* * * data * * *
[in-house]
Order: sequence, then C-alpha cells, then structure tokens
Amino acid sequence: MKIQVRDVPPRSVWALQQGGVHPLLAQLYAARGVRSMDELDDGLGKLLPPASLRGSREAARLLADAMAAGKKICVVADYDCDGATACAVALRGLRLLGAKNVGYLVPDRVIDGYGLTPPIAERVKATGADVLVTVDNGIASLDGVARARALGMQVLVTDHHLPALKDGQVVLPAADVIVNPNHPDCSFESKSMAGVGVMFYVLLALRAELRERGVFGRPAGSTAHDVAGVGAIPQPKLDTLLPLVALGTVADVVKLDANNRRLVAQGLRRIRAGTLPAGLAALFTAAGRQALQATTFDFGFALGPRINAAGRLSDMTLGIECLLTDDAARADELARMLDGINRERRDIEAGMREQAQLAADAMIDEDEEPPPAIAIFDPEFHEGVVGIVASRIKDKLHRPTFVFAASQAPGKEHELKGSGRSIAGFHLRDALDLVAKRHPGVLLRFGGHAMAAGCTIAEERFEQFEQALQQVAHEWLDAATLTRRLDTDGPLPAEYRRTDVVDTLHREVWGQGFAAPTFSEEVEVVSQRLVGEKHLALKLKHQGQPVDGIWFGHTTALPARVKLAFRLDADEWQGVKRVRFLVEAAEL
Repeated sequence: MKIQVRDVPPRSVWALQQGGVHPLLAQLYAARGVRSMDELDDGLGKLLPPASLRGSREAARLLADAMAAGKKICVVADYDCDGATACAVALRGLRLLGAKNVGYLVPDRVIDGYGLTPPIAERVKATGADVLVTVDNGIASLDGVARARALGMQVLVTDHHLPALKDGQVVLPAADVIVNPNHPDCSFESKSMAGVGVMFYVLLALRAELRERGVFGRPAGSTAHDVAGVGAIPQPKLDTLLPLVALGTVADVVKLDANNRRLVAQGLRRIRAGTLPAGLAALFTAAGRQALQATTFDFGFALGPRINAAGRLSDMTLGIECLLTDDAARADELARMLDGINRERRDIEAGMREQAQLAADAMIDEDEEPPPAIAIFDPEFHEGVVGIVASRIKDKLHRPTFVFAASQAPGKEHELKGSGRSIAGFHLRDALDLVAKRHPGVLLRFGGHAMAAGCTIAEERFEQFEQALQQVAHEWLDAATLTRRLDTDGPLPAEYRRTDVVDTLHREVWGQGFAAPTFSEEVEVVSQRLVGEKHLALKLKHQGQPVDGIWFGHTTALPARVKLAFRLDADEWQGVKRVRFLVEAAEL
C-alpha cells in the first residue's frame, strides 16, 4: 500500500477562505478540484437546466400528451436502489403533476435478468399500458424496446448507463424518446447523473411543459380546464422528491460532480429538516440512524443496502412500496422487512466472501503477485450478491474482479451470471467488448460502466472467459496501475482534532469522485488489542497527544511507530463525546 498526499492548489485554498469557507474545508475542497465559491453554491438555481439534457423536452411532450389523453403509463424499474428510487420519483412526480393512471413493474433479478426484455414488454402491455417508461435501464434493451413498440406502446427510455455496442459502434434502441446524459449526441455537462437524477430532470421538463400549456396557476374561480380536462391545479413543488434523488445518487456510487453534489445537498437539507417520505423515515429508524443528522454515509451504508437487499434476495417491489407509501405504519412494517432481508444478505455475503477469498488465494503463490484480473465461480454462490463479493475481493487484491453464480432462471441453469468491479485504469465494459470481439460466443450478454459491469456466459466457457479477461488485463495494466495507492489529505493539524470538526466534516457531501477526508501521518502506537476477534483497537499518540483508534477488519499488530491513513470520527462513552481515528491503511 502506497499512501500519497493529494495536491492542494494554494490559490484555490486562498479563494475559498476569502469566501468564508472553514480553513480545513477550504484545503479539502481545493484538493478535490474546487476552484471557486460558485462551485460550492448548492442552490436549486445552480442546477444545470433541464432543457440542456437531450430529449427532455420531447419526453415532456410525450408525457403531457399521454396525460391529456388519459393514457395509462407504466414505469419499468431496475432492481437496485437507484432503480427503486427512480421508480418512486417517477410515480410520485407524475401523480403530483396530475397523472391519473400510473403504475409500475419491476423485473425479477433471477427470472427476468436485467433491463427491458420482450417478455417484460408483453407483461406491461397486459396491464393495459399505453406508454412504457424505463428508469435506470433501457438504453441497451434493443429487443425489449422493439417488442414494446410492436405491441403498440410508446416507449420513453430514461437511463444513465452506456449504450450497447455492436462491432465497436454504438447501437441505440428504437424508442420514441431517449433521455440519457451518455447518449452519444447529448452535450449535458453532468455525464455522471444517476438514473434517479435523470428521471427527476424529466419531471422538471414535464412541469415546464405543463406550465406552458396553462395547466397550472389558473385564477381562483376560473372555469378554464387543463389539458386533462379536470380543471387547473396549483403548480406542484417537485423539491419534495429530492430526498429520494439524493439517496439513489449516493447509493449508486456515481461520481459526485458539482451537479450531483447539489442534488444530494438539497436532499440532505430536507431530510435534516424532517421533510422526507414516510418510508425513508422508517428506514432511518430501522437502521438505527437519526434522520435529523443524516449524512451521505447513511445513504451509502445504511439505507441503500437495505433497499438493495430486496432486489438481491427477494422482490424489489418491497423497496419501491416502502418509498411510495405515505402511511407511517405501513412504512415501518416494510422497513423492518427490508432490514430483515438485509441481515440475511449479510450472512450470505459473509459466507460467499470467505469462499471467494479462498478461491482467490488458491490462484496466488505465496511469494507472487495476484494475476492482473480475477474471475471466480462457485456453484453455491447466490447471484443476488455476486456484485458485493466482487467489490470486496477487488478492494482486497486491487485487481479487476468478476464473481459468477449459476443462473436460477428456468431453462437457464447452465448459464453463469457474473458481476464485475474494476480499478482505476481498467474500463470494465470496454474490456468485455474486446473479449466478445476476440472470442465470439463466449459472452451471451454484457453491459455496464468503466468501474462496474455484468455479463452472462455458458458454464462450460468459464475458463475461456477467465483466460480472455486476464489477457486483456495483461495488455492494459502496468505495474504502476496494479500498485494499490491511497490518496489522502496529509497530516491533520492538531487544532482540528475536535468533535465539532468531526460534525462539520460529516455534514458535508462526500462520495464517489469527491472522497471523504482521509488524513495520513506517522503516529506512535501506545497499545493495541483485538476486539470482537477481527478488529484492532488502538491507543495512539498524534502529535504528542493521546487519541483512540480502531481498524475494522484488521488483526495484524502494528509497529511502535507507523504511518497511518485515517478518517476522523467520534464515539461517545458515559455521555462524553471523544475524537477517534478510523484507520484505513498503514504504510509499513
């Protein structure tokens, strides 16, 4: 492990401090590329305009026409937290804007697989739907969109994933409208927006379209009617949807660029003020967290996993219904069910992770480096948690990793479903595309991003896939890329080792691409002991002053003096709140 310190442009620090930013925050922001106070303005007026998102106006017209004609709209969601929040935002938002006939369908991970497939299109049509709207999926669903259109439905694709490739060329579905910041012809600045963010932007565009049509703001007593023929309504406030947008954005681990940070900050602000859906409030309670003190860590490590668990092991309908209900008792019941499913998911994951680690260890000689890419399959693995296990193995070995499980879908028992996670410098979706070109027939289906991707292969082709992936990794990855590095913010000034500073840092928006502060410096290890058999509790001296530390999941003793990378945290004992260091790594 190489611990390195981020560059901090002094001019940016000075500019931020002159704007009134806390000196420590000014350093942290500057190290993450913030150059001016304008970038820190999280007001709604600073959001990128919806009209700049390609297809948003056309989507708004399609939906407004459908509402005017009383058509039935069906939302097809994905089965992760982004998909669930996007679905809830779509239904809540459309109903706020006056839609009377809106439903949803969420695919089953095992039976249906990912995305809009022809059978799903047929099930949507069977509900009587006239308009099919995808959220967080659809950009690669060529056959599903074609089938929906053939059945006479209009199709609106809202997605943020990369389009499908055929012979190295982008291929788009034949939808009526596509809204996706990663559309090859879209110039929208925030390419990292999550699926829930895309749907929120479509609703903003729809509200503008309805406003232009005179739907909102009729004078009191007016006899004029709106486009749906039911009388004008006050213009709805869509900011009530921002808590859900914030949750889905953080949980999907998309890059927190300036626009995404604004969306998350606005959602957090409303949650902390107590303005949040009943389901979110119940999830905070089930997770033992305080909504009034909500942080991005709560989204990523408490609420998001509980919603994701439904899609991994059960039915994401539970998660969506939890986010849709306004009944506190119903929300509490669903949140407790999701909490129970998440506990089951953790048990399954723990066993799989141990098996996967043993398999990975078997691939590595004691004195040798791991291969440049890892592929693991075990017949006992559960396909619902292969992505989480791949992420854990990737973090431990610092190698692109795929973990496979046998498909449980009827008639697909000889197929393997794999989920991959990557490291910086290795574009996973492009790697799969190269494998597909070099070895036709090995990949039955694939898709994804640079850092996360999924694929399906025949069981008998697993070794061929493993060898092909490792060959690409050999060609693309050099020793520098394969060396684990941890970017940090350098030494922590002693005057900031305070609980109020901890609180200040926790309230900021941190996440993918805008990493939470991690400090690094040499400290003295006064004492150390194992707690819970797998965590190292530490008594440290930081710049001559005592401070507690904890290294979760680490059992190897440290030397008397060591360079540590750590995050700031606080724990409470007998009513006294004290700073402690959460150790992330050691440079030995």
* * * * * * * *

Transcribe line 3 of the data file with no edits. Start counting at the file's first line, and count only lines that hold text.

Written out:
Amino acid sequence: MKIQVRDVPPRSVWALQQGGVHPLLAQLYAARGVRSMDELDDGLGKLLPPASLRGSREAARLLADAMAAGKKICVVADYDCDGATACAVALRGLRLLGAKNVGYLVPDRVIDGYGLTPPIAERVKATGADVLVTVDNGIASLDGVARARALGMQVLVTDHHLPALKDGQVVLPAADVIVNPNHPDCSFESKSMAGVGVMFYVLLALRAELRERGVFGRPAGSTAHDVAGVGAIPQPKLDTLLPLVALGTVADVVKLDANNRRLVAQGLRRIRAGTLPAGLAALFTAAGRQALQATTFDFGFALGPRINAAGRLSDMTLGIECLLTDDAARADELARMLDGINRERRDIEAGMREQAQLAADAMIDEDEEPPPAIAIFDPEFHEGVVGIVASRIKDKLHRPTFVFAASQAPGKEHELKGSGRSIAGFHLRDALDLVAKRHPGVLLRFGGHAMAAGCTIAEERFEQFEQALQQVAHEWLDAATLTRRLDTDGPLPAEYRRTDVVDTLHREVWGQGFAAPTFSEEVEVVSQRLVGEKHLALKLKHQGQPVDGIWFGHTTALPARVKLAFRLDADEWQGVKRVRFLVEAAEL